The Kid's Post (a supplement in the Washington Post) has a cute way of explaining the Supreme Court to the young ones:
Ever get into a fight with your sister, say, over who spilled the soda on your iPod? Your sister blames you and claims you bumped her into the soda, causing the spill. You blame her because her elbow knocked over the soda. You ask your little brother what he thinks. He blames you. You ask your babysitter what she thinks. She also blames you. Finally you ask your mom, the highest authority in the house, what she thinks. She decides that because you were running in the house breaking the rules, it's your fault.
That is, in a way, how the U.S. court system works. Your mom is like the U.S. Supreme Court, which has the final say in court cases. Today, the Supreme Court begins its 2009-2010 session.
Much of the discussion of the Supreme Court revolves around the men of SCOTUS, with Justices Kennedy, Roberts, and Alito all being lauded as ones to watch. Though some court experts believe that Roberts and Alito are going to the take the lead setting the court's tone, others are not so thrilled:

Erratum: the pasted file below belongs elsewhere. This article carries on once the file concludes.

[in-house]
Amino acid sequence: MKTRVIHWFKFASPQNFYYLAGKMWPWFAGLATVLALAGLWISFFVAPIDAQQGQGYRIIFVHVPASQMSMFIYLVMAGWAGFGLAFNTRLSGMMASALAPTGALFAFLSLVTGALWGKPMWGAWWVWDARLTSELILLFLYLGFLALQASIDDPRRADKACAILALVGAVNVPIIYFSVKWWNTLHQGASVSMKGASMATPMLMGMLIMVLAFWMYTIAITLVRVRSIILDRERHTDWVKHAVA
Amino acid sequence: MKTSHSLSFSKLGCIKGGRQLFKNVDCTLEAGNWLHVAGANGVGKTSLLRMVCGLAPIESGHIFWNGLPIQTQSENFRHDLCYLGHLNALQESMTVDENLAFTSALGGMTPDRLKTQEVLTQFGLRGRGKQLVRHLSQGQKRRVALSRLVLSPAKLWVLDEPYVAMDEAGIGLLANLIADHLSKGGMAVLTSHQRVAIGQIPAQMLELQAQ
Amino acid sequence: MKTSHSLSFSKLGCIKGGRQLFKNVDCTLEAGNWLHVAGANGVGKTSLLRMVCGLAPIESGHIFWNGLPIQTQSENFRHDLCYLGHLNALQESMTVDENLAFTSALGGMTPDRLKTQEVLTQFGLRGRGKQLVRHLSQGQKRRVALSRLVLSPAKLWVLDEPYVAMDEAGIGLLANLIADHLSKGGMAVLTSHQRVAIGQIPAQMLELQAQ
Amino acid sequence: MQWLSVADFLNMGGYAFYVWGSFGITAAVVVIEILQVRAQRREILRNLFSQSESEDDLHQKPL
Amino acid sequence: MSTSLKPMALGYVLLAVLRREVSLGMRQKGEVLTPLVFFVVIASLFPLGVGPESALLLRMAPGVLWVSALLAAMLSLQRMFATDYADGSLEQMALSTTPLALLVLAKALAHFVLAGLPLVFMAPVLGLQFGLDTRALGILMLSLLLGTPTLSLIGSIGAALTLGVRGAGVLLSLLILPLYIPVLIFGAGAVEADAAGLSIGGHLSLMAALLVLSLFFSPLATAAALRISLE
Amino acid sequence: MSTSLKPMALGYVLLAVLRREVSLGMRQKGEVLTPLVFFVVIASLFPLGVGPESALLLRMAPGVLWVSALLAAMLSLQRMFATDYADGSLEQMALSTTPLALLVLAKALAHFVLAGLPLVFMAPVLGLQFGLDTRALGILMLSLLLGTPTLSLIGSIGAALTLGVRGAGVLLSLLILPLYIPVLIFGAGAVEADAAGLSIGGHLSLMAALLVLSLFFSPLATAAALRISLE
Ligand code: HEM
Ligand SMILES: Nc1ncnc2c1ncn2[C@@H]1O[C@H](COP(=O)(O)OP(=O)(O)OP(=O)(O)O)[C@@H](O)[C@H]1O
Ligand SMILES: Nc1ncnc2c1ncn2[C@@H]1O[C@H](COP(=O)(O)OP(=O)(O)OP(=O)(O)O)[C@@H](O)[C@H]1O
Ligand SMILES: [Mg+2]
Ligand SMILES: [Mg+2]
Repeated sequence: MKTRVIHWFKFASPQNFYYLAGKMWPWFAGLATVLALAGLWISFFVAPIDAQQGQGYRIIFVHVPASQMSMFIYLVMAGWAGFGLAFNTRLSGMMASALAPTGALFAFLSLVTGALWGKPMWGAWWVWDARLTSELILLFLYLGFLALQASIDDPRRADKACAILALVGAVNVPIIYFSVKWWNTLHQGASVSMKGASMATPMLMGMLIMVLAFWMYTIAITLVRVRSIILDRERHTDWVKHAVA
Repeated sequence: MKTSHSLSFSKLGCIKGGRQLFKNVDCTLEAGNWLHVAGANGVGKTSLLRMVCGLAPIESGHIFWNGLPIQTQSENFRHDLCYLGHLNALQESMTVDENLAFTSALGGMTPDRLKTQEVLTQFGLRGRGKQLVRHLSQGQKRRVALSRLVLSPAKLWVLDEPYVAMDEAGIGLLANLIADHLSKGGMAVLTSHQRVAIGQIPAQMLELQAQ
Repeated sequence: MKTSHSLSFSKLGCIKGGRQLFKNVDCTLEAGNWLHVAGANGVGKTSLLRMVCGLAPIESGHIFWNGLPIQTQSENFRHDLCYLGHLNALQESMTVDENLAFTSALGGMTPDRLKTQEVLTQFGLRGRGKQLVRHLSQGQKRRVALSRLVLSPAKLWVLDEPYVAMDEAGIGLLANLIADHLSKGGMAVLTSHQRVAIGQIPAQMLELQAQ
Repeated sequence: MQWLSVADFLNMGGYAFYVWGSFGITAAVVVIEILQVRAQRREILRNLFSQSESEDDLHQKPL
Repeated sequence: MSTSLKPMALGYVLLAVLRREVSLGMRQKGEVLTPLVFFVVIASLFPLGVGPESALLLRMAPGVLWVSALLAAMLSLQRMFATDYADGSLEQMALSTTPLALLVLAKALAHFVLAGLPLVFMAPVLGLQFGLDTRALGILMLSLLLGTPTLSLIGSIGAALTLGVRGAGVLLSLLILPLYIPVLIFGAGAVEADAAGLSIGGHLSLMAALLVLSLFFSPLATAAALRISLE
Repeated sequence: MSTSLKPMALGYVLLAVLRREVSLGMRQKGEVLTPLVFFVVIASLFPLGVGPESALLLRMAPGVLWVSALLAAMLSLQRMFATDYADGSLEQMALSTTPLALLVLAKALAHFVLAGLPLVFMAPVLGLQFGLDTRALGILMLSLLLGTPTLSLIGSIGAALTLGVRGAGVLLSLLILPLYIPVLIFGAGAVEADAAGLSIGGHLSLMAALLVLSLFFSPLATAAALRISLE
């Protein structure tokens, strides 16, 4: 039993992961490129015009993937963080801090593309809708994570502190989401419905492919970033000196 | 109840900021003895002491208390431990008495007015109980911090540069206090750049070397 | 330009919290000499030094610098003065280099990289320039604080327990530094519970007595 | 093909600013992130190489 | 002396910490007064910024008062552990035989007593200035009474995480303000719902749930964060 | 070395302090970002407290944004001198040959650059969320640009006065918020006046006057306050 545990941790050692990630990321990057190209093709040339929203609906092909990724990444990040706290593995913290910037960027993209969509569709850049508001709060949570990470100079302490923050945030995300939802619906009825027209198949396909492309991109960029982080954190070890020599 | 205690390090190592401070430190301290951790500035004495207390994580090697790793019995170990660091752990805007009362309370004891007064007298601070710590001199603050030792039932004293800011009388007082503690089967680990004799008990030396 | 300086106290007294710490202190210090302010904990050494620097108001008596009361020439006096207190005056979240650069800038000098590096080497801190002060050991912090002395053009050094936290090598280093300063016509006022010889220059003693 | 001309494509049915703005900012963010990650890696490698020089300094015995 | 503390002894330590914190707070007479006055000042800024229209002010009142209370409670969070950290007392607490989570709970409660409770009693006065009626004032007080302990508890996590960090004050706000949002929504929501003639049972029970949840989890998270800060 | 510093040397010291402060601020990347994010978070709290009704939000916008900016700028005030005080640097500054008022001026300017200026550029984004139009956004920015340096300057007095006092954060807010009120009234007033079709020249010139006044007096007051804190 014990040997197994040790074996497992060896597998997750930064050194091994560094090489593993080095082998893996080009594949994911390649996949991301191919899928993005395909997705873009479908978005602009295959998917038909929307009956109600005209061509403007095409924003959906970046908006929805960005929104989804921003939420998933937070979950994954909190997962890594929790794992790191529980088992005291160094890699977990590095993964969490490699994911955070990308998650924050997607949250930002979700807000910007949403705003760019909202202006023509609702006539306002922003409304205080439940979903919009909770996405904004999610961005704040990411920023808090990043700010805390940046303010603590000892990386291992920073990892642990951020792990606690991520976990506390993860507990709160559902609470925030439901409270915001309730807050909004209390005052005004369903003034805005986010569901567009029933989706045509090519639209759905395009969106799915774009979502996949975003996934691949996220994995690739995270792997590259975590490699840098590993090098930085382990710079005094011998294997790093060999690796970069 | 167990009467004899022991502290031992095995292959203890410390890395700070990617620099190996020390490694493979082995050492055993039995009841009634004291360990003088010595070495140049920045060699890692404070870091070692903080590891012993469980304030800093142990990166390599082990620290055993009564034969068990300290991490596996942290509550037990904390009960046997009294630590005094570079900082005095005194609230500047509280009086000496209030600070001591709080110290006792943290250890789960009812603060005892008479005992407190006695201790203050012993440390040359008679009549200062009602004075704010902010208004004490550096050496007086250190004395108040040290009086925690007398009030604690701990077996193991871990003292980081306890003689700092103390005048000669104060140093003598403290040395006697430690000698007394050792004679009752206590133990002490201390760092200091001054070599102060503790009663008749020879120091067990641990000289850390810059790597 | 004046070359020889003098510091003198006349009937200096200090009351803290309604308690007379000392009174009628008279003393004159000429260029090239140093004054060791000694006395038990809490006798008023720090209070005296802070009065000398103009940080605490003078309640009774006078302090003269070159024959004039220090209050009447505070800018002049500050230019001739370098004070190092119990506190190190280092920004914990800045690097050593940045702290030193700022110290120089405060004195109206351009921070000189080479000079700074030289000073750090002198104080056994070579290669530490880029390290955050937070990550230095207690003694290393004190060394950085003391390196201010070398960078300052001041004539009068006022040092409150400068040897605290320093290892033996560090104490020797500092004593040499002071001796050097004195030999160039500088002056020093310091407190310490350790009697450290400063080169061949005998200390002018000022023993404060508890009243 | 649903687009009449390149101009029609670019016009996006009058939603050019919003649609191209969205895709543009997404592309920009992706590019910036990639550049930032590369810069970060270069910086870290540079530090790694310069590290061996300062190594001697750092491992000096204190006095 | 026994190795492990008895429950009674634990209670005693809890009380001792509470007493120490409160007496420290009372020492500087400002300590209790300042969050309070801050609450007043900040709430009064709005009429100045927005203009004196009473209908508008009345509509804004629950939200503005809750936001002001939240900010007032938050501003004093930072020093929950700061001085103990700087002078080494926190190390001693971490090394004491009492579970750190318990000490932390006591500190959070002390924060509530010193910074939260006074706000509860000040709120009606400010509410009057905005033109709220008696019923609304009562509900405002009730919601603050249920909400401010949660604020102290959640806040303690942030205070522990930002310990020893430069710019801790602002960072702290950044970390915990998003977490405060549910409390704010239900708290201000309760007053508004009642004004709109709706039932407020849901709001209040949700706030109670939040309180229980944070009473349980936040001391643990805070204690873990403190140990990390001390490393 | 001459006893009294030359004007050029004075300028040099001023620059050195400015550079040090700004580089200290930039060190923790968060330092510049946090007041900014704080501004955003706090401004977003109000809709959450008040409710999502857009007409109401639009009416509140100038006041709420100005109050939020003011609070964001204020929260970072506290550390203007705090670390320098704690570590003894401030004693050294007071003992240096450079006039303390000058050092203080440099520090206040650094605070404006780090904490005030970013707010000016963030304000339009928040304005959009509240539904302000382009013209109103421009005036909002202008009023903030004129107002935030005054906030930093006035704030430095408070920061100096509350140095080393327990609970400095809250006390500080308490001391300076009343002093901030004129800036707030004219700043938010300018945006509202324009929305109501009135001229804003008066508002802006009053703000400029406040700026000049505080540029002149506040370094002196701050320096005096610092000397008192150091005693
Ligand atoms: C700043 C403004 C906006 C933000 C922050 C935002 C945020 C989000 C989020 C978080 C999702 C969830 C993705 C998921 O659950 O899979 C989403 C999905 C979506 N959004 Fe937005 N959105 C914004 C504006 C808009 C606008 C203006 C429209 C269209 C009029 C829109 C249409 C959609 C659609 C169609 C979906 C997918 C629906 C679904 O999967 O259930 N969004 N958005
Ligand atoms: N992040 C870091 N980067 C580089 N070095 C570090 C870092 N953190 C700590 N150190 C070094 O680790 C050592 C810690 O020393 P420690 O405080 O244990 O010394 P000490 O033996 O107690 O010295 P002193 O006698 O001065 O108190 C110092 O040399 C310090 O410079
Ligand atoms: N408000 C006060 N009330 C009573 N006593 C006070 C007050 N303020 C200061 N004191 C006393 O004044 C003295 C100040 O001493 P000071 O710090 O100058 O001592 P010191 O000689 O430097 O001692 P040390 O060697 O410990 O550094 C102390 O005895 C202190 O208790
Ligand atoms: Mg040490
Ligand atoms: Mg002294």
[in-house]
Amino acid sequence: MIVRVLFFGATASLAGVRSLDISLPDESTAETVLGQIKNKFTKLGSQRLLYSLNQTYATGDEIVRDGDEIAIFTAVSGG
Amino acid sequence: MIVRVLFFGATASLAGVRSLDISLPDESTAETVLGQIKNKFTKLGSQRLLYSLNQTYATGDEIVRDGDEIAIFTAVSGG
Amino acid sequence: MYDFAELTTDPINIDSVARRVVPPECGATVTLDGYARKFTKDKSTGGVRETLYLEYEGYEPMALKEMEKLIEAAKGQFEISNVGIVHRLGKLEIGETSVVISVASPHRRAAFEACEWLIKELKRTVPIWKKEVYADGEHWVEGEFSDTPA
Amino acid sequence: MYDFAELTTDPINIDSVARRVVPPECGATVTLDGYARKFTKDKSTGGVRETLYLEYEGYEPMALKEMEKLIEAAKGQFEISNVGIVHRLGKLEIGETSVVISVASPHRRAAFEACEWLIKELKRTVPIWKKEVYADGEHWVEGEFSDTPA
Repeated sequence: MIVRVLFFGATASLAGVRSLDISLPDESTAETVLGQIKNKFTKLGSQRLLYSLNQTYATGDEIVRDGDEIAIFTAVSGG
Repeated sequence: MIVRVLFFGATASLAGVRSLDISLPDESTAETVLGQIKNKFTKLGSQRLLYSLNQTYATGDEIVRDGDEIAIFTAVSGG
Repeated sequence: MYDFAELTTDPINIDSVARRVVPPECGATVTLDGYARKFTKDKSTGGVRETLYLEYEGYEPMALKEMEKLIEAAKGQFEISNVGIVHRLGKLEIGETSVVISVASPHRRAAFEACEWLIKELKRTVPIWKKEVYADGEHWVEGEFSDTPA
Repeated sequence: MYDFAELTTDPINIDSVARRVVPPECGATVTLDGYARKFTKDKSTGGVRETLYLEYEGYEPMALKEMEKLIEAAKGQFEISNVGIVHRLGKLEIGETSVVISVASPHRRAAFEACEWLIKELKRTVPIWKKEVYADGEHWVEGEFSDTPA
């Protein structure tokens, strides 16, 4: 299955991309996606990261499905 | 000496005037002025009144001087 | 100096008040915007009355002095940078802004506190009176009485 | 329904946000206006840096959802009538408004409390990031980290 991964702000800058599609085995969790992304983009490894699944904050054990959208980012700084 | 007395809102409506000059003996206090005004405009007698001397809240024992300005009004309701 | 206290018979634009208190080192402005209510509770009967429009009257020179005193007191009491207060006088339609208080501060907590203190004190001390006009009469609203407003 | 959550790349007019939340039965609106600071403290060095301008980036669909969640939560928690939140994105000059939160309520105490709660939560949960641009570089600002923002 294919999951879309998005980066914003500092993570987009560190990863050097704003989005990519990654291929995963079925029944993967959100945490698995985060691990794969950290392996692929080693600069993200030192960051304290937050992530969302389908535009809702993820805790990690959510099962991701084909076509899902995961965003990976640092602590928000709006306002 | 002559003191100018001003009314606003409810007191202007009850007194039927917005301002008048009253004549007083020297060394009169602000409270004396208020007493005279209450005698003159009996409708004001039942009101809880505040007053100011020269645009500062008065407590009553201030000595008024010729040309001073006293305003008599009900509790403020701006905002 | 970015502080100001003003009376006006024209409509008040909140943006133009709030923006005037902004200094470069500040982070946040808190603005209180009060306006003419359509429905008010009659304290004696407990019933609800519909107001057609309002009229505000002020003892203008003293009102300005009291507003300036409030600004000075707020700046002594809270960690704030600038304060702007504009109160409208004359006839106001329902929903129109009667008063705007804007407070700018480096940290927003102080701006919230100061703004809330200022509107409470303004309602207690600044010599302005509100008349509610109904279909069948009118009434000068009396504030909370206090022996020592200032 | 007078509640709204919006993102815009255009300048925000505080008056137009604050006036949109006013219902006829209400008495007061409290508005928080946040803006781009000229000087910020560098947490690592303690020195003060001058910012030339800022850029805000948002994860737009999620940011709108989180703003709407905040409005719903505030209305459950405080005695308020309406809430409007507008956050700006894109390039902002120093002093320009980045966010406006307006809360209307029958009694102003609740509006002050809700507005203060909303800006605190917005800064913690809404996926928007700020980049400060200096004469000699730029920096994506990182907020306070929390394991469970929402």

Some discord was on display during Sotomayor's confirmation hearings, where liberal Democratic senators excoriated Roberts and Alito.
"For all the talk of modesty and restraint, the right-wing justices of the court have a striking record of ignoring precedent, overturning congressional statutes, limiting constitutional protections, and discovering new constitutional rights," Sen. Sheldon Whitehouse (D-R.I.) said in a typical complaint.
While most reports are mentioning that 89 year old Justice Stevens may actually retire, opening a new position on the court, there is much that remains to be seen.
The Supreme Court Returns [New York Times]
Justice Sonia Sotomayor's free-speech tests [LA Times]
Sotomayor's First Term [Washington Post]
Sandra Day O'Connor says rulings are being 'dismantled' [USA Today]
EVER WONDERED how the Supreme Court works? [Washington Post]
For Roberts, Alito, a New Visibility [Washington Post]
Supreme court term has major gun rights, business cases [Reuters]